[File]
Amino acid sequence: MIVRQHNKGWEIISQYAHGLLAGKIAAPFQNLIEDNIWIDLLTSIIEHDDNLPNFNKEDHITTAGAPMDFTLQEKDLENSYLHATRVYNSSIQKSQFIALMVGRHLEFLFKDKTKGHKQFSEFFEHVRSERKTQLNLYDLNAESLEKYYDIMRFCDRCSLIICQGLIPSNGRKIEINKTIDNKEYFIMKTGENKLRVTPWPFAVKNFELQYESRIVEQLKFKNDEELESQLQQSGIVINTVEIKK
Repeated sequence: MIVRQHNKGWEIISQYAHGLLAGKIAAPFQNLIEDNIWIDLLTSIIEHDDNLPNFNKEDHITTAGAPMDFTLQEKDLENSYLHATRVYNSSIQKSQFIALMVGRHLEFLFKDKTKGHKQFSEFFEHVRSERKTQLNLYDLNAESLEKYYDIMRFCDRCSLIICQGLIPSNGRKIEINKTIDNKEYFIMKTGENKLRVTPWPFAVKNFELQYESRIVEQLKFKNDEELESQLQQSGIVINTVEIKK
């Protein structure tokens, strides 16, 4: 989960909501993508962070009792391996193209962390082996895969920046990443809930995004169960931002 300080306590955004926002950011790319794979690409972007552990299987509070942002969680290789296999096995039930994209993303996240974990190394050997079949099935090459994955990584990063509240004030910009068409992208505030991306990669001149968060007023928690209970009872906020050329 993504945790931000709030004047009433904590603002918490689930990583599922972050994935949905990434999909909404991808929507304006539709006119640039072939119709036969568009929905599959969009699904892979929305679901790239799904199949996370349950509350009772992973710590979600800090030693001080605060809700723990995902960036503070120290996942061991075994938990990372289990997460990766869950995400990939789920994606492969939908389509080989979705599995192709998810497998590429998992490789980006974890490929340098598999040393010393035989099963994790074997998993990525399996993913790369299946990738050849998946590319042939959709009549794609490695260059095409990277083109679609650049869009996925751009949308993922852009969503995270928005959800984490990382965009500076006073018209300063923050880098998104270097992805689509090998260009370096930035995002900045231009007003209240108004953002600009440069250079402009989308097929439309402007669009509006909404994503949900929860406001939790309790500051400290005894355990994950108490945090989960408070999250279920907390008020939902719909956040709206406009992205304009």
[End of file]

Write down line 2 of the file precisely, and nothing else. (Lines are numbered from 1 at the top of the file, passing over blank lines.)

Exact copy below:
Repeated sequence: MIVRQHNKGWEIISQYAHGLLAGKIAAPFQNLIEDNIWIDLLTSIIEHDDNLPNFNKEDHITTAGAPMDFTLQEKDLENSYLHATRVYNSSIQKSQFIALMVGRHLEFLFKDKTKGHKQFSEFFEHVRSERKTQLNLYDLNAESLEKYYDIMRFCDRCSLIICQGLIPSNGRKIEINKTIDNKEYFIMKTGENKLRVTPWPFAVKNFELQYESRIVEQLKFKNDEELESQLQQSGIVINTVEIKK